Sunday, January 5, 2014

Small Fish in a Mighty Large Pond

On a snowy New York City evening three weeks ago over dinner, my boss and I were discussing the excitement of travel. I was explaining to her my plans for the spring semester of my third year of college -  to study abroad in Vienna, Austria and see as much of Europe as I possibly can in 16 weeks. 

Susan, a well-traveled woman, seemed elated as she shared her stories of traipsing around the globe. From spending time touring in France, to hiking in Peru, to explaining the peculiar taste of the turkish coffee she drank in Istanbul, she wrapped these intriguing stories with one simple thought.

I regret not jotting these words down on a spare napkin and slipping it into my coat pocket so that I am able to quote her exactly. This dinner conversation over delicious gyros has stayed with me, and the following notion has been at the front of my mental filing cabinet of wise words to embrace. 

She said something along the lines of: We all have basic needs. Food, shelter, and family are the first that come to my mind. When exploring the multitude of cultures around the world, I discovered that we, as human beings, share this foundation. Although, various cultures value different aspects. What is important in American culture, may contrast what is important in Viennese culture, and what is important in Viennese culture may differ from the French culture. Despite the differences, when you examine the larger picture we all need and want the same things. We're all human.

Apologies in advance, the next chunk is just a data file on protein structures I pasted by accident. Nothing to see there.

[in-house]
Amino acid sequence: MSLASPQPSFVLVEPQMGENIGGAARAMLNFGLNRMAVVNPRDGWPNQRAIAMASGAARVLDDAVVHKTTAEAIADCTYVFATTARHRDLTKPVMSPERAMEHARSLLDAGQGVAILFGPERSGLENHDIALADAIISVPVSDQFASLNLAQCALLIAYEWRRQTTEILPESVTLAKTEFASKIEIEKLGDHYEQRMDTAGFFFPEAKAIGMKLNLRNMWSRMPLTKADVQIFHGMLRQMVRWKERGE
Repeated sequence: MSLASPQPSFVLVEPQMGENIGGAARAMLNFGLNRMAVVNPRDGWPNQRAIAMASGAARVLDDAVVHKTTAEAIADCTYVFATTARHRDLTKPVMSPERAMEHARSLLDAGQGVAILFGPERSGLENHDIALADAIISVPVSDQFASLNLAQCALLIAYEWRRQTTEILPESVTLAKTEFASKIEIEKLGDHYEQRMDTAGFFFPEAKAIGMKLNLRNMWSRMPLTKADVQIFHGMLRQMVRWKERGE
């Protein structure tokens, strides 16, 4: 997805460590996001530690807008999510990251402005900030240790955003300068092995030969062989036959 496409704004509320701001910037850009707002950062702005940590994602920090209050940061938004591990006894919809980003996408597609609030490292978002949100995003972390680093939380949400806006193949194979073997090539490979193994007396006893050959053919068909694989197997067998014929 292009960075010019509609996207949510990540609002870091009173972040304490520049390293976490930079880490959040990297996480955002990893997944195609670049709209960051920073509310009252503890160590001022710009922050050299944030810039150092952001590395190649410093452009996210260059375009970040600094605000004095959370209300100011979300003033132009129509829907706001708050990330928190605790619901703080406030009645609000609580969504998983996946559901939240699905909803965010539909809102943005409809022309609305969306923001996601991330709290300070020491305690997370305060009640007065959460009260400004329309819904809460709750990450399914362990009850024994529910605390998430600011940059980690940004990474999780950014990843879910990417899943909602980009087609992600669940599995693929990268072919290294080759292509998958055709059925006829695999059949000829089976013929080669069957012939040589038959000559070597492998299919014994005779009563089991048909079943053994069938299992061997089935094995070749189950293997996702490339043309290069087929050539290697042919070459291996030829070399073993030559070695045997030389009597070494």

As a student leaving to study abroad in Europe in 24 hours, I want to examine and absorb as much of the world's various lifestyles and cultures as I can. Susan's words will remain in the back of my mind as I account my experiences in this blog and in my personal travel journals.

I am so thankful to Webster University, my family, and the many others who have equipped me with the abilities to become a global citizen, especially over the next four months. I cannot wait to discover more about the world around me, myself, and how minuscule I am in the vastness of everyday life in this world. I will cherish being a small fish in  a mighty large pond.

Next post in Vienna,


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